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Binge Drinking Statistics

Binge Drinking Statistics

Many Americans enjoy an alcoholic beverage or two once in a while. But according to the Centers for Disease Control and Prevention, more than 38 million people engage in binge drinking at least four times a month. Binge drinking equates to about five alcoholic beverages in a short amount of time for men and at least four for women. This is a serious problem in the United States, costing about 223.5 billion dollars as reported for 2006. It’s also costing lives--about 80,000 people die every year due to binge drinking.

The Dangers Of Binge Drinking

Binge drinking poses a serious health risk to the person and others around them. For example, a person who binge drinks is more likely to get hurt or seriously injure or kill someone in an automobile accident. Violence and suicides also increase for people who binge drink. The CDC has also found that most people involved in DUI investigations had been binge drinking.

In addition to these serious problems, binge drinking can also result in the spread of sexually transmitted diseases, such as HIV. It can also lead to unplanned pregnancies, sudden infant death syndrome and alcohol dependency issues.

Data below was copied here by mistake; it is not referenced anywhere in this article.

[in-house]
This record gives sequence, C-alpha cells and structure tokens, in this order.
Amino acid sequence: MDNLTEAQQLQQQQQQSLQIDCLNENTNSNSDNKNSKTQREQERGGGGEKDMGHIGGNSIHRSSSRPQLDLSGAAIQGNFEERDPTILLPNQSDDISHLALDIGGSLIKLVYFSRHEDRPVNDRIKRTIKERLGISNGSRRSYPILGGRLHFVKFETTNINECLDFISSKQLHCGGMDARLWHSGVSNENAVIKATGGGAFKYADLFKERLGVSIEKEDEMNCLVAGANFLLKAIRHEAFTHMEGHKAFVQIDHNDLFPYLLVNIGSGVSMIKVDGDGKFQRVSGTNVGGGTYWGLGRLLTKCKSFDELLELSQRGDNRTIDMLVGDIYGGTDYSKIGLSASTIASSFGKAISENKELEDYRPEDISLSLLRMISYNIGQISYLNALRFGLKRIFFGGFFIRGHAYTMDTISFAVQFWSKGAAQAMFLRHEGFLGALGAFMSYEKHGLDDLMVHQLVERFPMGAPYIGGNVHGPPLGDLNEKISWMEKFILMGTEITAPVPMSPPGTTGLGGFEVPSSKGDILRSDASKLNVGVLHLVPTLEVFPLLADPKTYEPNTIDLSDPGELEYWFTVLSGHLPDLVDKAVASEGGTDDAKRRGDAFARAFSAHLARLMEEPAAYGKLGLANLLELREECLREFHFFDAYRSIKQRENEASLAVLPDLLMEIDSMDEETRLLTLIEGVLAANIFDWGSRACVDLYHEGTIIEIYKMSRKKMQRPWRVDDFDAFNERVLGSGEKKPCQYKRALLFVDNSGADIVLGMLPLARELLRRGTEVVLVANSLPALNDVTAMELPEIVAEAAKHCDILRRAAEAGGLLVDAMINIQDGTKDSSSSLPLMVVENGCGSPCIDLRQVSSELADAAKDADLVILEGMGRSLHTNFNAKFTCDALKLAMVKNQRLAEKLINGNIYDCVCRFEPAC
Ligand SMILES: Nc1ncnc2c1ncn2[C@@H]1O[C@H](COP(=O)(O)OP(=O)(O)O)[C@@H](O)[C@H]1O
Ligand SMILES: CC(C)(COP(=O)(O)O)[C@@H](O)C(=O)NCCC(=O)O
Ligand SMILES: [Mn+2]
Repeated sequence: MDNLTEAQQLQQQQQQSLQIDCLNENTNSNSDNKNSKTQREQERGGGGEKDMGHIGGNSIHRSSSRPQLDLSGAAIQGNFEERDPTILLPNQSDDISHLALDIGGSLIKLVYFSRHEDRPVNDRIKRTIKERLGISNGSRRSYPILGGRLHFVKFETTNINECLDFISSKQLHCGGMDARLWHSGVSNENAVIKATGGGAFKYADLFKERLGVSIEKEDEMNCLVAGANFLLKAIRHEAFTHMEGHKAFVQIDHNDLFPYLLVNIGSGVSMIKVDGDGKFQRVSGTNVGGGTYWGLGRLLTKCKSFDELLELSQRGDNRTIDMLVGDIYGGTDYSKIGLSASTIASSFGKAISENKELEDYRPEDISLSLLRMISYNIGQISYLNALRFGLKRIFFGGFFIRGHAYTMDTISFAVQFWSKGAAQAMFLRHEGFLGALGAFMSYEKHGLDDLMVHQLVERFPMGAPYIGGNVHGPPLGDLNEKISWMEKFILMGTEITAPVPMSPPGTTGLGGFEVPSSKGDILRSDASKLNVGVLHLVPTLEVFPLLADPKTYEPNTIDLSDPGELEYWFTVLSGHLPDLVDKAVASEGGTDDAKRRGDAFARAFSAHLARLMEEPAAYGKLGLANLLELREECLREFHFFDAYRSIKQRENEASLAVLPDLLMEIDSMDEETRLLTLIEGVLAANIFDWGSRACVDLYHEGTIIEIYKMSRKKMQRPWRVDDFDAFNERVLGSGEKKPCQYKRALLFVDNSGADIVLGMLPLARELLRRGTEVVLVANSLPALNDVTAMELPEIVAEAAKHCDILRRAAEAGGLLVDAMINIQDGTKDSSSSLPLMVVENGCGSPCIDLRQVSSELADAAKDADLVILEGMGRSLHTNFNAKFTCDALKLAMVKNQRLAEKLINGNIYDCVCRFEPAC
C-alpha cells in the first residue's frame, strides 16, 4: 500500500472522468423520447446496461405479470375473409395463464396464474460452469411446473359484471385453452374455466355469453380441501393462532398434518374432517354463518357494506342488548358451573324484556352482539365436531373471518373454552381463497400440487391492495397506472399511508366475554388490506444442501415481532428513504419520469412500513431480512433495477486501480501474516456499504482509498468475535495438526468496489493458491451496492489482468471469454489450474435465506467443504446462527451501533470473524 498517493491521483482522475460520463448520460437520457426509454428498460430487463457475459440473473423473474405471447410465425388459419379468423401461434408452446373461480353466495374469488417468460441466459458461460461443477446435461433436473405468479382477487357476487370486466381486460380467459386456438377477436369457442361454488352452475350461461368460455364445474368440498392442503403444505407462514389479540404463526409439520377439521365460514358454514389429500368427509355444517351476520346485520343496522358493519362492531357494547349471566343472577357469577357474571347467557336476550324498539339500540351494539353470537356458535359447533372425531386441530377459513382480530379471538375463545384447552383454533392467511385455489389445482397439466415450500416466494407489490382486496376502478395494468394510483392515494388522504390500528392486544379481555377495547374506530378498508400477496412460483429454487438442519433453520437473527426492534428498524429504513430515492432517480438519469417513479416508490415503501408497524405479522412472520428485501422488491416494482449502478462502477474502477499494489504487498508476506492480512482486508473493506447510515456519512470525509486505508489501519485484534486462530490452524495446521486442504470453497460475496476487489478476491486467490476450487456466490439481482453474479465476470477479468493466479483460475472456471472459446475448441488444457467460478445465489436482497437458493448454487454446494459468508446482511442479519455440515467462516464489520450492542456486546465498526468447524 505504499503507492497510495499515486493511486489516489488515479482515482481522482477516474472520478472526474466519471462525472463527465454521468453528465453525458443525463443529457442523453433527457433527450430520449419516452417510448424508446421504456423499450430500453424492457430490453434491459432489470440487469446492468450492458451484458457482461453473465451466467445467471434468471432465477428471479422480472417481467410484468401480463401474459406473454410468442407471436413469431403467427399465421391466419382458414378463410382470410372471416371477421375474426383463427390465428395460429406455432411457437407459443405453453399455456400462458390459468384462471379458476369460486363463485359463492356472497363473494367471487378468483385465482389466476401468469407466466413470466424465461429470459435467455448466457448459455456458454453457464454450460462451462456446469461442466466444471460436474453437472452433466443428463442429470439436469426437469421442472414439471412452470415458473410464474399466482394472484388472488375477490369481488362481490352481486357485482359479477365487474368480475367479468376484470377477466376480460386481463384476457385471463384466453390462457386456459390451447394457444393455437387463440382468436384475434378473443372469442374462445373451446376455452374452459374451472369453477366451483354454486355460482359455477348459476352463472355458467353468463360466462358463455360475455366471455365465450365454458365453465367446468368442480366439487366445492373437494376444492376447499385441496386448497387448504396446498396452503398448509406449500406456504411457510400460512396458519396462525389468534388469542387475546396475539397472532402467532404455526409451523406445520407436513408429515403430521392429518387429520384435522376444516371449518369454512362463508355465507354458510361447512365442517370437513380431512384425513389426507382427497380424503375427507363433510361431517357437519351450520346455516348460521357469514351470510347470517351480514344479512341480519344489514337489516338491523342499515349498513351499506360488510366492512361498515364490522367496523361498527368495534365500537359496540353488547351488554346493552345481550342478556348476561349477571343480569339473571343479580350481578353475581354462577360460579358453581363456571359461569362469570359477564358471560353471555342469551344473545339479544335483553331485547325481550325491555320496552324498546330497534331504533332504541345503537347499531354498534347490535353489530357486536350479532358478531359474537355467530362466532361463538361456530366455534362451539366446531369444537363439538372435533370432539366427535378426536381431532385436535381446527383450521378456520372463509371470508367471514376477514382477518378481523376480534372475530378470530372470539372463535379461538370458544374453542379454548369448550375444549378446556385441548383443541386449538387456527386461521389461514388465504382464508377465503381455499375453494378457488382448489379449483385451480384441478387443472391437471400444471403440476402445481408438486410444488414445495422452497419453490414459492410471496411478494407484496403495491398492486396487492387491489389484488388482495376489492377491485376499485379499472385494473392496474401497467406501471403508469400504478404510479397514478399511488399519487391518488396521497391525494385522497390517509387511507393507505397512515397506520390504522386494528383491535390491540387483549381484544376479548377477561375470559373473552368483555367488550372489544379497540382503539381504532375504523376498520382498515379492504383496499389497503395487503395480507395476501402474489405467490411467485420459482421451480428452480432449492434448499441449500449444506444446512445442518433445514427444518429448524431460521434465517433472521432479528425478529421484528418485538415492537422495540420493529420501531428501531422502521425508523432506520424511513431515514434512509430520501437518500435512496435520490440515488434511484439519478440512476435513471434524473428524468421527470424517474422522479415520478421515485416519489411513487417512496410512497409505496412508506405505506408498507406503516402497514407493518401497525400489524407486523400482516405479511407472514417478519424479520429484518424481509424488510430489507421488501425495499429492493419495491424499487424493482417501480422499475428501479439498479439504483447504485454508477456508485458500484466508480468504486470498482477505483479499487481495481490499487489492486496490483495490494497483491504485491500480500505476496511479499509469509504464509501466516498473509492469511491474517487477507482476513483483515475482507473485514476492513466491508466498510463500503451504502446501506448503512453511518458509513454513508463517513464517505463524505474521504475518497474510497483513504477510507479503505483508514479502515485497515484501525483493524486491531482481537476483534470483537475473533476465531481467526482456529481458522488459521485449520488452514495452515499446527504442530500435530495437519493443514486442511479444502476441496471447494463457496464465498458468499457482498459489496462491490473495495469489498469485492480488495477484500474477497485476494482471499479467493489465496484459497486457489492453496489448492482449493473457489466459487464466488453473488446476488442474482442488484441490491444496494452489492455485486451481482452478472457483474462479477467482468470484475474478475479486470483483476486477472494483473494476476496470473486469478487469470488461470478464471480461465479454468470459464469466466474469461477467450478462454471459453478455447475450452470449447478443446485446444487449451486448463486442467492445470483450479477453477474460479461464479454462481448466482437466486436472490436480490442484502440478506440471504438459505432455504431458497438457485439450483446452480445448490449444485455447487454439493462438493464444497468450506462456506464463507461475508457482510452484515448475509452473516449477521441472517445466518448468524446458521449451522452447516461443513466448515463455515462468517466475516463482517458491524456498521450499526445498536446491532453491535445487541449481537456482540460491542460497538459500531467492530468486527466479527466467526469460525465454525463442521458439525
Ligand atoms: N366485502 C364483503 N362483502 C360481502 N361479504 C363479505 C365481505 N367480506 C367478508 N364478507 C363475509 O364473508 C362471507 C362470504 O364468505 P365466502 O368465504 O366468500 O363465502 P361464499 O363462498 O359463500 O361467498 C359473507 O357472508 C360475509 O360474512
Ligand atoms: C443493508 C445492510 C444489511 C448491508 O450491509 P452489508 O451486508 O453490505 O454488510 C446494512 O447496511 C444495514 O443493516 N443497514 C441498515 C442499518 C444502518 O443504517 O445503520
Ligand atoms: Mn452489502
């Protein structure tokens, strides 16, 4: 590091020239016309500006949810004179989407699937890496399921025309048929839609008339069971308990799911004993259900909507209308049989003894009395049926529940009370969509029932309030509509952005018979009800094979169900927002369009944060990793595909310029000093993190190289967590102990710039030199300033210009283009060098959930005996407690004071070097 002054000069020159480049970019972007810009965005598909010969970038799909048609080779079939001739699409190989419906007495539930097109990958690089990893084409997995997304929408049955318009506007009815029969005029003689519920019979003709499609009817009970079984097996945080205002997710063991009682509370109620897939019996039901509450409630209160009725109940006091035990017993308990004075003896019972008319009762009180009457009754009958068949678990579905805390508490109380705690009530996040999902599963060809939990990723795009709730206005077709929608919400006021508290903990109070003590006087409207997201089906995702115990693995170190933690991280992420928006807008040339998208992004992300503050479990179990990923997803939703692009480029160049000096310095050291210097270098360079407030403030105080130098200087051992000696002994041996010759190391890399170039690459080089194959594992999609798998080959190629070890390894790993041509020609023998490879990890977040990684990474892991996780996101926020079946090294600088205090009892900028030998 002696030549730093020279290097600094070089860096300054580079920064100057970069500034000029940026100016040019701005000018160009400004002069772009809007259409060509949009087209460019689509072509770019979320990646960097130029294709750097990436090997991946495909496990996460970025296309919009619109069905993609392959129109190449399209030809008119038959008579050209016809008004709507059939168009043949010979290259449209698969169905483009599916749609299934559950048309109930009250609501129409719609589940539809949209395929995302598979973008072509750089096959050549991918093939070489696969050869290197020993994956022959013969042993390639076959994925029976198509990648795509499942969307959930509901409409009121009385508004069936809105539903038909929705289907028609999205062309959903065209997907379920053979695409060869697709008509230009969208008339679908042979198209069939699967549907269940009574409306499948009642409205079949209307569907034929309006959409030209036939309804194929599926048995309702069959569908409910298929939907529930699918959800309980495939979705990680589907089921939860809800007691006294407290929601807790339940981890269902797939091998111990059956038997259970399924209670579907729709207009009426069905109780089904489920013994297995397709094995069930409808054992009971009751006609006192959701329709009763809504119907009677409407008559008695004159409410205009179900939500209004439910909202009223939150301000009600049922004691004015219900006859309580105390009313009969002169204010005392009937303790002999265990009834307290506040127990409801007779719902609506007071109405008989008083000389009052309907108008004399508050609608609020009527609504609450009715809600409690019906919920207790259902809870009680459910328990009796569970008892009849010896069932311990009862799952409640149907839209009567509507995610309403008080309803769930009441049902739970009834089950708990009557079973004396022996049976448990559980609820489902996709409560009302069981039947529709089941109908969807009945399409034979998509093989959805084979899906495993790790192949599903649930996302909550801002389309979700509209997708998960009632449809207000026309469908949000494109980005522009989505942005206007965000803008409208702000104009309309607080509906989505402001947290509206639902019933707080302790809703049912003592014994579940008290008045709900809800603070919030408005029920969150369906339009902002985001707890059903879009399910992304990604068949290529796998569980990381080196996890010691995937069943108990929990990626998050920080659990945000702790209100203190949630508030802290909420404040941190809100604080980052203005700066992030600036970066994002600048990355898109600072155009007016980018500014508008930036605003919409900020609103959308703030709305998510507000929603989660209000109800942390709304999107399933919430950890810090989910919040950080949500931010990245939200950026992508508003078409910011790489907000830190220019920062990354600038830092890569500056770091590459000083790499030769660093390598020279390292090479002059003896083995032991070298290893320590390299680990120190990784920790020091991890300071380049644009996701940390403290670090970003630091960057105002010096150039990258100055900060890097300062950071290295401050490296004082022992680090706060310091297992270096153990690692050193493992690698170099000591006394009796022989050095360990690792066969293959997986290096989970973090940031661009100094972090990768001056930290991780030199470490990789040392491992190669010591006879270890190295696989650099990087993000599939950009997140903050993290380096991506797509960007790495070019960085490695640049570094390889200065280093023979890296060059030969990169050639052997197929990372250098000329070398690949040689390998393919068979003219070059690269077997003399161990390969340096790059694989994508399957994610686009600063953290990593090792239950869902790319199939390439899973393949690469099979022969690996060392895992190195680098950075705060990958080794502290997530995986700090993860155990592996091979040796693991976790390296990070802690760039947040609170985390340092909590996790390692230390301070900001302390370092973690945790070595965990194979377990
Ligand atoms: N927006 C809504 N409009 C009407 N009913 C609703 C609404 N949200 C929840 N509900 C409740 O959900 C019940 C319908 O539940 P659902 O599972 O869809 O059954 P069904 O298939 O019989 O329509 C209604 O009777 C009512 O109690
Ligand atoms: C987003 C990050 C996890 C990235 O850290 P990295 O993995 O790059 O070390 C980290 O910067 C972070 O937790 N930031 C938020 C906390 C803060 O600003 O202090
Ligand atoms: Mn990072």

Statistics Of High-Risk Demographics

The CDC also conducted research to determine which groups of people were at the highest risk for binge drinking. Males age 18-34 had the highest amount of binge drinkers while males over the age of 65 had the highest amount of binge drinking episodes. In terms of income levels, binge drinkers who made more than $75,000 a year had the most binge drinkers whereas those with yearly salaries less than $25,000 consumed the most drinks per binge and did this most often.

While binge drinking varies by state, the Behavioral Risk Factor Surveillance System discovered that binge drinking occurs the most in the Midwest, New England, Hawaii, Alaska and the District of Columbia. Utah had the lowest occurrences at 10.9% of the adult population, while Wisconsin had the most at 25.6%.

These statistics are alarming and it’s evident that states, communities and individuals need to band together to prevent binge drinking. Increasing awareness and promoting drinking in moderation are the first steps towards reducing the occurrences of binge drinking.

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